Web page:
Armed with a toilet trowel and a converted Mazda Bongo called Roxy, self-styled ‘ordinary’ ultrarunner, Gavin Boyter, embarks on his latest long-distance challenge: to run the 3400km from Paris to Istanbul along the route of the world’s most illustrious railway journey, the Orient Express.
And, despite work on Roxy having hampered his training programme, Gavin remains undeterred and plans to run through eight countries, to cross 180 rivers and to ascend 16,500 metres, through forests, mountains, plains and major cities – aided all the way by temperamental mapping technology and the ever encouraging support of his girlfriend, Aradhna. En route, Gavin will pass through urban edgelands and breathtaking scenery, battlefields and private estates, industrial plants and abandoned villages, and on through a drawn-back Iron Curtain where the East meets West. He will encounter packs of snarling, feral dogs, wild boar, menacing cows, and a herd of hundreds of deer. But he will also meet many fascinating characters, including a German, leg-slapping masseuse, music-loving Austrian farmers, middle-class Romanians, itinerant Romanies, stoic soldiers, and boisterous Turks. However, confined to the cramped conditions of Roxy, and each other’s company, Gavin and Aradhna’s journey is not only a test of the endurance and stamina required to put in the hard miles, but of their relationship, too. After all, if they can survive this challenge, they can survive anything.
But will Gavin’s legs make it all the way to Istanbul, where he has planned a special surprise for Aradhna?
This book may seem an unlikely choice for someone whose only brushes with running include the odd couple of weeks here and there when I’ve dragged myself out of bed and laboriously thumped along the road for half an hour or so before slowing to a walk and returning home, defeated by my lack of both fitness and a suitable sports bra. Nevertheless, I had followed some of Gavin and Aradhna’s journey on Facebook back in 2018 (when foreign adventures were still possible, happy days) and found myself gripped by their travels, so I jumped at the chance to read this book. Many thanks to the author for providing me with a copy in exchange for an honest review.
I had imagined that this book would be one I would dip in and out of, and was slightly nervous that as a non-runner I might find it difficult to involve myself fully in the day-to-day of such a long trip. This was not the case at all: I was thoroughly absorbed in the adventure, and read it in a few sittings (including on a bench on the South Downs, the closest I get to the wilderness these days). It is quite remarkable how Gavin manages to go into such detail about their daily routine and the ins and outs of the ultra-running experience and make it really compelling reading. Quite apart from the fact that his feat of endurance is utterly incredible (running almost every day for over 100 days), I was blown away by the minute, precise detail with which he tells their story. It is mostly narrated in the present tense, which creates a wonderful sense of experiencing each episode alongside them; it is a truly immersive experience (without the blisters and nipple chafing – win win).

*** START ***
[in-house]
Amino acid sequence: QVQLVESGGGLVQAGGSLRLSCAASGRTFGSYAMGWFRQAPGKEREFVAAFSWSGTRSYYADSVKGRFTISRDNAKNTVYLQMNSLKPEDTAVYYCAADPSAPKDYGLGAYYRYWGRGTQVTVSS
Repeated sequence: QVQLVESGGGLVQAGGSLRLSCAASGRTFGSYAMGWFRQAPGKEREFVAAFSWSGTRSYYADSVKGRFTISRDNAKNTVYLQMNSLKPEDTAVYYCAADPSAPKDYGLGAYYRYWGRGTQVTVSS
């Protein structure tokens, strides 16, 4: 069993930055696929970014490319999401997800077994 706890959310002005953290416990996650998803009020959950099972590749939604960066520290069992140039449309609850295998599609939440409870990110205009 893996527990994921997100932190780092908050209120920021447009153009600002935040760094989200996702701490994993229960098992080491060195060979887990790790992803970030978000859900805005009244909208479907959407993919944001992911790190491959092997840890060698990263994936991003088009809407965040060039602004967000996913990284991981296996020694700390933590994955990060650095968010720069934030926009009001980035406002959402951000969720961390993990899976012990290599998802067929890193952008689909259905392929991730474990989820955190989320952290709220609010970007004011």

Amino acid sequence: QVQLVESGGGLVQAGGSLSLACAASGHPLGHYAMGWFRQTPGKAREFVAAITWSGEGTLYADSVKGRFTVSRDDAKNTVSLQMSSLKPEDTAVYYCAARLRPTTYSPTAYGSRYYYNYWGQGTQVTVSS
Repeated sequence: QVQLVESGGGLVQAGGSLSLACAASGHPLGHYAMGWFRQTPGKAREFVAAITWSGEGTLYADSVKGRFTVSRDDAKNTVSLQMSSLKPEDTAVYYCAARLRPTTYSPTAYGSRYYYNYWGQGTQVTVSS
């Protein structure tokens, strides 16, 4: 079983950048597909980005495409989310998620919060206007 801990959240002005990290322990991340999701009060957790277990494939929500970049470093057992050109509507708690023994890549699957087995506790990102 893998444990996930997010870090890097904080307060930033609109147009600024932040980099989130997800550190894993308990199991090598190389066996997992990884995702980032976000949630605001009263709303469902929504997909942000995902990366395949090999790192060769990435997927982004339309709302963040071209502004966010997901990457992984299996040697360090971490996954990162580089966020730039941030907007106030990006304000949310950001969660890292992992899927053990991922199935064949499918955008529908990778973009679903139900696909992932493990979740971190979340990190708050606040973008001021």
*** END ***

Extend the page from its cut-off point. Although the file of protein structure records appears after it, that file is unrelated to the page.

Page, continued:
It felt like a privilege to be taken on this slow, mindful journey through Europe, all the more poignant, as both Gavin and Aradhna, in her introduction, observe, in the light (or shade) of the looming spectre of Brexit. Gavin runs through eight countries, and describes each one in elegant, lucid prose. Quite how he managed such recall, I don’t know – I suspect he took meticulous notes, which would be the last thing I would feel like doing after a full day’s run. The nature of the journey, travelling on foot (with Aradhna and trusty Roxy the Mazda Bongo, who becomes a character in her own right in the story, both providing outstanding support), means that the pace is much more meditative than many travelogues, in which planes, trains and automobiles whizz the traveller from one country to another in hours. It takes Gavin days or weeks to cross each country, and he sees so many aspects that the capital-hopping tourist would never encounter: run-down farms, industrial estates, leafy suburbs, hidden mountain tracks…the list goes on. The writing is often really quite beautiful, and the prose is precise and very visual. It was easy to picture the scenes that Gavin describes. His tone is delightfully Bryson-esque, full of self-deprecating understatement, and quite charmingly old-fashioned at times, giving a flavour of the Grand Tour, or perhaps more appropriately, the Victorian travels on the Orient Express itself. I really enjoyed his use of expressions like “Alas” and “pay no heed” – it created an image in my mind of a Laurie Lee figure, loping across the landscape in search of good old-fashioned adventure.
There are moments of tension (involving feral dogs and border guards), and some very honest commentary on the strain such a trip can put on a relationship (it must be stated – as Gavin does frequently in the book – that Aradhna is a saint, and quite certainly the lynchpin of this mad scheme), but above all this book is a testament to the joy of travel, of movement, of observation and adventure. The maps and colour photographs add another layer of interest to the diary-style entries, and for runners, there is a wealth of useful information for planning your own trip, large or small. For everyone else, there is so much to be enjoyed in this inspiring story. Even I have been prompted by it to think about some outdoors adventures in the future – though I suspect they will involve walking rather than running. And I will definitely be getting Gavin’s first book, too.
Running the Orient by Gavin Boyter is published by Great Northern Books and is available to purchase here.